Less Is More

The primary advantage of overlay mode is that you can enjoy all the features of BigAtom with a fraction of the atoms. A 7x7 tile BigAtom takes 49 atoms to display without overlay mode! Each time that atom moves, it will have to loop through all 49 of those atoms to make sure they can each move. If your game is very large, you may also run afoul the atom limits. Overlay mode can display a 7x7 bigatom with only 1 atom, and can provide additional features with just a handful more.

You can delete any of the sub-parts of an Overlay Mode BigAtom. The sub-parts are only required to help with things like targeting, density checks, and tracking when a mob enters or exits a turf or area. If you aren't worried about these things you can delete all the sub-parts and use only the single bigatom_src, which is the core atom.

Even if you do want the extra BigAtom features, we don't need every sub-part to provide the features. For targeting and simple enter()/exit() tracking, you can make due with just the corner parts (for a total of 5 atoms per BigAtom). For detailed density tracking, you will want to at least have every sub-part along the edges of the dense region. There is one important pitfall to remember if you are using a hollow region for density. It is possible that a small dense atom could get inside the hollow. If that happens, the BigAtom and the atom inside the hollow will probably be unable to move.

If you know ahead of time which sub-parts of the BigAtom you want to keep, you can use special bigatom_mode flags to automatically generate only the sub-parts you want:

No subparts are created. (A single tile atom with a larger icon attached, but no targeting or collision benefits.)
Only the corners are created. (At most 5 atoms per BigAtom, very limitted targeting and collision detection.)
Parts at the north edge are created.
Parts at the south edge are created.
Parts at the east edge are created.
Parts at the west edge are created.
Parts are created around all the edges. (Only saves atoms if the BigAtom is larger than 3x3 tiles. Provides pretty accurate targeting and collision detection, but you have to be careful that it doesn't get a smaller atom stuck inside the edges.)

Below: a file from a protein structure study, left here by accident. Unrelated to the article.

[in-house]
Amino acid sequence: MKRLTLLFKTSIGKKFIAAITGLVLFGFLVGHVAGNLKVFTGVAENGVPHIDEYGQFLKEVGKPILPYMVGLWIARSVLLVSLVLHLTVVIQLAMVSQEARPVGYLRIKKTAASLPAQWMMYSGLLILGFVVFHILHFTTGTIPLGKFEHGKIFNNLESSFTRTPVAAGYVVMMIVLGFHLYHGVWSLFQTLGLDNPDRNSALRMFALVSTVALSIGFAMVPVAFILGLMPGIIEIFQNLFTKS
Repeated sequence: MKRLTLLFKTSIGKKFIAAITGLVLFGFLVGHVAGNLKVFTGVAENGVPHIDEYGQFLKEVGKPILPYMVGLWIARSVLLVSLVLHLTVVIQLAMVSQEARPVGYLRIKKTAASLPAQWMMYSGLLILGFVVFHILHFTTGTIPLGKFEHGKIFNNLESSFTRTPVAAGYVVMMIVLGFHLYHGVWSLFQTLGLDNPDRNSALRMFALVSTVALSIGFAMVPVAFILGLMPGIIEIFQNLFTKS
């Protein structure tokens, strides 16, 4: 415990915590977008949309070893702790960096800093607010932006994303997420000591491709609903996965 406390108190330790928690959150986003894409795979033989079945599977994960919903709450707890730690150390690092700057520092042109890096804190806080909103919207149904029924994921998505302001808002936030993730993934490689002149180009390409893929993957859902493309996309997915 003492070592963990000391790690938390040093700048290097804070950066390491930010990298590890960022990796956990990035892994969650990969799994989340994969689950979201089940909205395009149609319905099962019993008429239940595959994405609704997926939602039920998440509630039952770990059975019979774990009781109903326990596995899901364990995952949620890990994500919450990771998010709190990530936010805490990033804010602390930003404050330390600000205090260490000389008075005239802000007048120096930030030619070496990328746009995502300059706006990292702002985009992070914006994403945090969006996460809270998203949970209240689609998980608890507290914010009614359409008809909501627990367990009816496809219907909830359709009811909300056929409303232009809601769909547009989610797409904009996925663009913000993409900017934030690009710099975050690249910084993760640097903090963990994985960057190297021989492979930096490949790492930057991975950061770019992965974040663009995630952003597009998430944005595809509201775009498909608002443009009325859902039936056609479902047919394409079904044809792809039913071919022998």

You may combine BIGATOM_PARTS flags by ORing them together with the | operator. For instance, if you only want the bottom edge and the other corners, you can use
If no BIGATOM_PARTS flags are set, all the sub-parts will be generated.

If you want to generate a pattern that you can't produce with BIGATOM_PARTS flags, you can delete any sub-parts you wish after the display is generated by the bigatom_Icon() proc.

For example:
mob/bigatom_Icon() // override bigatom_Icon() so this happens every time the display is generated . = ..() // do everything that the bigatom_Icon() proc normally does if(bigatom_parts && !(bigatom_mode&BIGATOM_NOOVERLAYS)) // if this is multi-tile and overlay mode // insert custom part deletion code here

If you use a particular pattern often and think it would make a good general purpose addition to the library, by all means let me know on my forum and I may add a new flag to the library in your honor. :)


Overlay mode can greatly improve the performance of the BigAtom library, if you are willing to accept the few limitations that come with it. If you've had any trouble with sluggishness or encountered the various atom limits using the BigAtom library in your project, you should definitely try overlay mode and cut out as many unneeded parts as possible from each BigAtom.

If you have any problems or need clarification please leave a post on my forum.

~ Shadowdarke